The adrenal glands make a number of hormones including the stress hormone cortisol, though cortisol is so much more than a stress hormone. In healthy amounts, at the right time of the day, it helps us be alert, regulates our blood pressure, keeps the inflammation down, and balances our blood sugar levels.

Many of my patients have spikes of cortisol at the incorrect times of the day, which then causes sleep issues and exacerbates the anxiety. Explore this article to see what to do if you have higher than normal cortisol at night: High Cortisol Symptoms and How To Regulate Your Cortisol Levels.

7. Neurotransmitter support and anxiety.

Healthy amounts of neurotransmitters such as GABA, serotonin, dopamine, and histamine often play a role in how anxious or peaceful you feel and how you sleep.

I often test the neurotransmitter levels in urine. Even though the urine levels don’t exactly tell us the exact levels in the brain, they give us a general idea of where the major issues may be and what steps to take next so you can sleep better and feel happier.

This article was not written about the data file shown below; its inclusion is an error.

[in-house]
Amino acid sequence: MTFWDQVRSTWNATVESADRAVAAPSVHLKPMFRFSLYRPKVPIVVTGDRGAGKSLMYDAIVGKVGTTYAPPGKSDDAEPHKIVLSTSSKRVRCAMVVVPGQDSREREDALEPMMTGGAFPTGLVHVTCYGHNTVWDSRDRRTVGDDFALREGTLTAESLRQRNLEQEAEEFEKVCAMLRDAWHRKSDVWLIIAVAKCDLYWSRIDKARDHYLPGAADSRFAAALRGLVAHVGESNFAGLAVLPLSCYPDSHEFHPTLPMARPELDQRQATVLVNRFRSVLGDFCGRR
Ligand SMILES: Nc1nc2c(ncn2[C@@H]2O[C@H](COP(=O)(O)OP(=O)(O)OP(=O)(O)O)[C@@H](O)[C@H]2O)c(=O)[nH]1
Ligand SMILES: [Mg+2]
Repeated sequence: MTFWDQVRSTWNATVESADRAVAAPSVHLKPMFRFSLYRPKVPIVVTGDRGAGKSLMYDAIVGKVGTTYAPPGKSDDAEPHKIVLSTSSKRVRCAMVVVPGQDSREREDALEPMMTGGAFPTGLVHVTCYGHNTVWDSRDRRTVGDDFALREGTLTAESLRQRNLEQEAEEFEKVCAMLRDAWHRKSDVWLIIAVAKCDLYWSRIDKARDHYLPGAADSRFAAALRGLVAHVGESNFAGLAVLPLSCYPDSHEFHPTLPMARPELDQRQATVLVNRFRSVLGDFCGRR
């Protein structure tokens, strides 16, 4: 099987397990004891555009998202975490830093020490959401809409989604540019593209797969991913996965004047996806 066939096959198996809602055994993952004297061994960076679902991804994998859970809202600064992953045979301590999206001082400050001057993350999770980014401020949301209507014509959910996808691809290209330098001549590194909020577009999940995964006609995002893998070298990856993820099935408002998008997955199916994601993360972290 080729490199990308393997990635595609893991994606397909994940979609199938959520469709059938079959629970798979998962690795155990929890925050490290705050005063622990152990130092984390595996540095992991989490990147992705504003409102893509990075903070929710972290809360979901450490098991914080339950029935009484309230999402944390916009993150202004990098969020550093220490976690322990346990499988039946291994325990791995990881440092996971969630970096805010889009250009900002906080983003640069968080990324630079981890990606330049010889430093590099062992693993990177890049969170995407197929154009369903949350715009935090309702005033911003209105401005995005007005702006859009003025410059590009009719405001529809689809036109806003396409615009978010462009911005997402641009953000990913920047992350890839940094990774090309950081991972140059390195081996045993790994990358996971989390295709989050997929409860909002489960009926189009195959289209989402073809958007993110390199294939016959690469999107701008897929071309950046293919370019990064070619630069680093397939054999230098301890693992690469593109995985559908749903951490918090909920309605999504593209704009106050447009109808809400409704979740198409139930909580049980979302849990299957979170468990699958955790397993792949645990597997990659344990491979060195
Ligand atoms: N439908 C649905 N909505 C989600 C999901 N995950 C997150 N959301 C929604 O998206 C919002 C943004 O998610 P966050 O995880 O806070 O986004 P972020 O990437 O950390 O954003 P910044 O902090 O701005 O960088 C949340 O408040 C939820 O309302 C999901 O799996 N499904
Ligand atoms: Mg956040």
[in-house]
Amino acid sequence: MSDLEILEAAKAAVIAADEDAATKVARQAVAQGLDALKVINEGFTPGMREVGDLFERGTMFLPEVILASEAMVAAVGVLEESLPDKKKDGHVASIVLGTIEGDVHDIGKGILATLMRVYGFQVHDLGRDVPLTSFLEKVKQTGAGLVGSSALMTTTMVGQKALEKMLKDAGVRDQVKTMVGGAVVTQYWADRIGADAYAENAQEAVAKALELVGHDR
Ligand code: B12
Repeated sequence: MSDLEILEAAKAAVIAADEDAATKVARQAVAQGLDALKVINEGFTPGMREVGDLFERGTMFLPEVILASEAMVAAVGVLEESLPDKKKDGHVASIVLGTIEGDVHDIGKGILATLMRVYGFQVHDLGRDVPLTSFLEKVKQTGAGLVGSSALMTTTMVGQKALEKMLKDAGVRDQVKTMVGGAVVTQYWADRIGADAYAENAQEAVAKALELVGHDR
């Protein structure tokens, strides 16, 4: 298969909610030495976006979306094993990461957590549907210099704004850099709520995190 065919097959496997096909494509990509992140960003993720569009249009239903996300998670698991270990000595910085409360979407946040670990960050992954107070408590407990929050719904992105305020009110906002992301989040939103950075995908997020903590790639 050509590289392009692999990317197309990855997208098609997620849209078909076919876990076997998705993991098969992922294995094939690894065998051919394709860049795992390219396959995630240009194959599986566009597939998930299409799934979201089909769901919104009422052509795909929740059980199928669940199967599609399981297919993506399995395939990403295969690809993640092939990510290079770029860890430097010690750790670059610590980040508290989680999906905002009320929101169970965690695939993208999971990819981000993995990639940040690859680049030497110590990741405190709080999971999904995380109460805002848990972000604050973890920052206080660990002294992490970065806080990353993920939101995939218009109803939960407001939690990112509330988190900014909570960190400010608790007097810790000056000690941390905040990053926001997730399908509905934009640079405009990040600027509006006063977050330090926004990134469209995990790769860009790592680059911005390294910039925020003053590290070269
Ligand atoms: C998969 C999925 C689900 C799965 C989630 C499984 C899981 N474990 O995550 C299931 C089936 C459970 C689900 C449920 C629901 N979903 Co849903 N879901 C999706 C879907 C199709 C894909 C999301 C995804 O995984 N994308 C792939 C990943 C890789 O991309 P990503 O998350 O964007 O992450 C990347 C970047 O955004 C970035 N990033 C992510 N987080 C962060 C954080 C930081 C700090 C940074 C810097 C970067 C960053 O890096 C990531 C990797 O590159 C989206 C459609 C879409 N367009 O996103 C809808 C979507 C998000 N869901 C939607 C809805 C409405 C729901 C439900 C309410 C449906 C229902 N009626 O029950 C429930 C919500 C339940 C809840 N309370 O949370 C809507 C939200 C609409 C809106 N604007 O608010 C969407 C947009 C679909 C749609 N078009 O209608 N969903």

Read here more about the validity of neurotrasmitter testing, in my article “Is Neurotransmitter Testing Reliable?”

Where to start to heal my anxiety about sleep?

As you can see, anxiety about sleep and anxiety experienced in general can be rooted in various areas. The good news is that working on one area can shift the others. For example, working on your gut will positively affect your hormones as well. Or doing therapy can flood your body with calming hormones and promote incredible healing.

If you’d like support through this healing process, I am happy to help; simply reach out through this link  I am available in Boulder, Colorado, or via telemedicine all over the world.

Recommended Articles